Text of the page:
Lionel Hutz ended up with the Thai Chicken Fried Rice that was glistening with oil.  Due to that, there was enough wok heat and chewiness.  Beyond the on point texture of the rice, as well as the tender pieces of chicken, we found the flavour to be similar to a pad Thai.  It was rather sweet with some savoury elements complimented by spice.  For Milhouse, it was all about the Sweet and Sour Fish with rice.  Good choice because the sauce was nicely thick and well-balanced.  There were impactful hits of sweet and tang to go with a touch of spice.  The fish was moist and flaky while sporting a crunchy exterior. 

Of course we didn't leave out the Bubble Tea out of the equation since the place is a BBT joint.  From left to right, we had the Mango, Milk Tea and Oreo.  I thought all of them were okay and for those who didn't ask for half-sweet, like me, the drinks were a bit on the sweet side.  I didn't think the flavours were overly memorable, but they weren't bland either.  Definitely an acceptable option for late night.  That pretty much sums up E-Tea as the food was alright except for the squid and noodles.  Prices were pretty cheap though, which would somewhat offset some of their shortcomings.

The Good:
- Cheap
- Serviceable for late night

The Bad:
- Food is so-so
- Drinks are so-so   

Chi Modern Vietnamese Kitchen

Sometimes, we find certain types of cuisine pigeon-holed as cheap simple food.  Well, that is partially due to the limited representation locally.  One of the most obvious examples is Vietnamese food.  Completely over-represented by Pho and even more specifically South Vietnam, we only get a snapshot of the culture and cuisine.  However, with the trend moving towards clean and specifically-built modern restaurants, we find Vietnamese food being more refined, diverse and of course more expensive than the typical Pho joint.  The newest one to hit the town is Chi Modern Vietnamese Kitchen run by former runner-up of Masterchef Vietnam, Chi Le.

Along with Nora, Sharon and Jacqueline, I was invited for a taste of their most popular items.  We got down to it with some appies including the Bo Tai Chanh (Beef Carpaccio) and Cha Gio Vit (Crispy Fresh Duck  Rolls).  Sliced semi-thin, the tender Snake River Wagyu beef was buttery and soft.  The garnishes of lime, onion, cilantro, roasted peanuts, red Thai chilis and crispy shallots added both aroma and naturally an Asian flavour to the dish. Despite incessant picture-taking, the crunch of the spring rolls didn't dissipate.  I liked how there was an initial and lingering herbaceousness from the first bite. There were plenty of sous-vide duck inside the roll which was fairly tender and appealingly gamy.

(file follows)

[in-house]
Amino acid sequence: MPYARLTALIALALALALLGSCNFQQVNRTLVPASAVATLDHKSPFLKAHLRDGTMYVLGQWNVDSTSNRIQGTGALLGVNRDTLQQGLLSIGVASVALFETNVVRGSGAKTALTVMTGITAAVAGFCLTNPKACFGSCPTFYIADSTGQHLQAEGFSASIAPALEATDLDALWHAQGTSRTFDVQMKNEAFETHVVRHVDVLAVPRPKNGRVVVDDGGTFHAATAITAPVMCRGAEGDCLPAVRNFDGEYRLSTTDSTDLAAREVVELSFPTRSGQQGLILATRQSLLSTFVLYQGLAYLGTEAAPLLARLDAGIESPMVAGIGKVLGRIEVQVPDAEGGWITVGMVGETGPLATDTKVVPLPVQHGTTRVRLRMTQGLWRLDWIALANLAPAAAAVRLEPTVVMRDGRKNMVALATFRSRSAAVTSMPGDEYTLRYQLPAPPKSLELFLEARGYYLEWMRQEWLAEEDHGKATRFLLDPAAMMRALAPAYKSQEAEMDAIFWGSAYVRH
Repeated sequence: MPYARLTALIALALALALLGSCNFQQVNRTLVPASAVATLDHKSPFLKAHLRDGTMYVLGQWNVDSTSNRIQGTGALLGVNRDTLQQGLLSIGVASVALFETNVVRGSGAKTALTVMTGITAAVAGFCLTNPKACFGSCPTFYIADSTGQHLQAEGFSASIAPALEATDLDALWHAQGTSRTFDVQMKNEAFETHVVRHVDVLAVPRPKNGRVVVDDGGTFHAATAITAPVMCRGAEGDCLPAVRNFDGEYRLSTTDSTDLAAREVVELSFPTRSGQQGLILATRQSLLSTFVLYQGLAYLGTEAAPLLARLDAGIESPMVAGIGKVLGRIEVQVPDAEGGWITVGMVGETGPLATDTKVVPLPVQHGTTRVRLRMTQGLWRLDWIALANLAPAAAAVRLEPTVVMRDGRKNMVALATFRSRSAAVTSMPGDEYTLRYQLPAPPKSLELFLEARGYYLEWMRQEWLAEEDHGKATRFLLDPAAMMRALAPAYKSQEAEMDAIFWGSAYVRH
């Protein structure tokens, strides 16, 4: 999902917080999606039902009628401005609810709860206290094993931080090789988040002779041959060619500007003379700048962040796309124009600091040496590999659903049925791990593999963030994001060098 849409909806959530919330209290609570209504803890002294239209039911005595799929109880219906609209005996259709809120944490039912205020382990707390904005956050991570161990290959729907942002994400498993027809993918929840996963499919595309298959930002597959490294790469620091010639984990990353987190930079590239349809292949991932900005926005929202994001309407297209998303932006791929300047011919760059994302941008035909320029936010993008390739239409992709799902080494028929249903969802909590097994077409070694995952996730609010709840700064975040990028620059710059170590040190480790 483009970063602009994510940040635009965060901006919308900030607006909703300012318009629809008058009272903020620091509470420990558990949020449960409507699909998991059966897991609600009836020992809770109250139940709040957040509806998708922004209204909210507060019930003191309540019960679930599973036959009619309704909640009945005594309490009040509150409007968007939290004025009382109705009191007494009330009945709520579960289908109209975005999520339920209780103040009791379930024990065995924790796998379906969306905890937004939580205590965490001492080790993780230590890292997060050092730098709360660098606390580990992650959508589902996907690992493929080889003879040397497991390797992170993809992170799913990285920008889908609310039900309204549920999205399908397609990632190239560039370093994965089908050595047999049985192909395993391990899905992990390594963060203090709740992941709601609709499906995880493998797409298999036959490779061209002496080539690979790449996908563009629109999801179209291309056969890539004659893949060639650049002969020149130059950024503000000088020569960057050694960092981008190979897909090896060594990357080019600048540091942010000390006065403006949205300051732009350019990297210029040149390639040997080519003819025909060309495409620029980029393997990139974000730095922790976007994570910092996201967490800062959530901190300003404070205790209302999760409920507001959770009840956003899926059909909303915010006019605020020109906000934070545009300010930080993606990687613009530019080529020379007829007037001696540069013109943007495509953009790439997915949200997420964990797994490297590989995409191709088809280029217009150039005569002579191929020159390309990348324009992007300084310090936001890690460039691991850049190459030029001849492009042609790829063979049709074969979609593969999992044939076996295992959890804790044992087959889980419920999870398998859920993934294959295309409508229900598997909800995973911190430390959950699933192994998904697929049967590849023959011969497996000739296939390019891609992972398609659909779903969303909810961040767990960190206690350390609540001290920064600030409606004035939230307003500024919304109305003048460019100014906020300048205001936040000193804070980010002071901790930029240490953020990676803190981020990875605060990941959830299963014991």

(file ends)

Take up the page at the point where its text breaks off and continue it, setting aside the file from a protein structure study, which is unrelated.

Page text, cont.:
Although prepared expertly, the Ca Nuong (Chargrilled Eggplant) was one of the least impactful in terms of flavour.  It may have been possible that this was the intention as eggplant on its own is generally not flavourful.  There was a noticeable smokiness though that was accented by the roasted peanuts and light saltiness of the fish sauce..  The red chilis were not particularly noticeable, unless we intentionally picked one up with the piece of eggplant. Texturally, the eggplant was on point being soft yet not mushy.  At first, the Ga Kho To (Lemongrass Chicken Hot Pot) tasted overly sweet, but that was nicely balanced by the saltiness of the fish sauce and then subsequently by a lingering spice from the chilis.  I loved the use of the chewy and firm red rice as it stood up to the sauce well.

Beautifully seared on the outside, the Bo Luc Lac (Shaken AAA Beef Tenderloin) was tender and nicely caramelized.  The inherent flavours were mild with a bit of sweet saltiness.  However, with the side of salt, pepper and lime, it added the necessary acidity, salt and slight kick that elevated things.  Our consensus favourite dish by a mile was the Com Chien (Chi Fried Rice) with cured sausage, onion, runny egg and garlic-ginger crumble.  If there was perfection in fried rice texture, this would be it.  Each grain was chewy and nutty while caressed by the silky runny yolk.  The wealth of flavours were strong including initial caramelized sweetness and then giving way to the chewy saltiness of the sausage.  I could've eaten this all by myself.

Topped with a plethora of green onion, the Cha Ca La Vong (Black Cod Vermicelli) was a pleasant dish, but had a hard time following up the fabulous rice dish. Underneath the turmeric and galangal-encrusted buttery black cod, the chewy vermicelli was loose and not clumpy.  A dousing of the side fish sauce and there were plenty of salty sweet flavours at play.  Also bursting with impact were the Canh Ga Chien (Chicken Wings).  Dressed in a thick and syrupy sauce, there was an immediate tamarind tartness followed by a rich sweetness.  Mixed in was the usual garlic and ginger.  The only thing I would've liked to see was a crispier and more rendered skin.

As simple as the So Diep Song (Atlantic Sea Scallop) appeared, the flavours were clean and impactful.  The combination of lime, lemon, key lime and kalamansi juices made for a complex citrus hit that worked well with the buttery and sweet scallop.  There was a background heat provided by red Thai chilis infused into the dressing.  For dessert, we were served the Durian Rice Balls sitting in a simple syrup.  I found the glutinous rice shell to be soft and pillowy while the durian filling was pungently sweet, but not overbearing.  This was a fine way to end a meal that featured a wealth of impactful flavour and mostly on point execution.  It's nice to see that Vietnamese cuisine has been elevated and better represented within the GVRD.

*All food and beverages excluding gratuities were complimentary*

The Good:
- Strong and impactful flavours
- On point execution
- Lovely decor

The Bad:
- Sticker shock as prices are not cheap
- Skin on wings could've been more rendered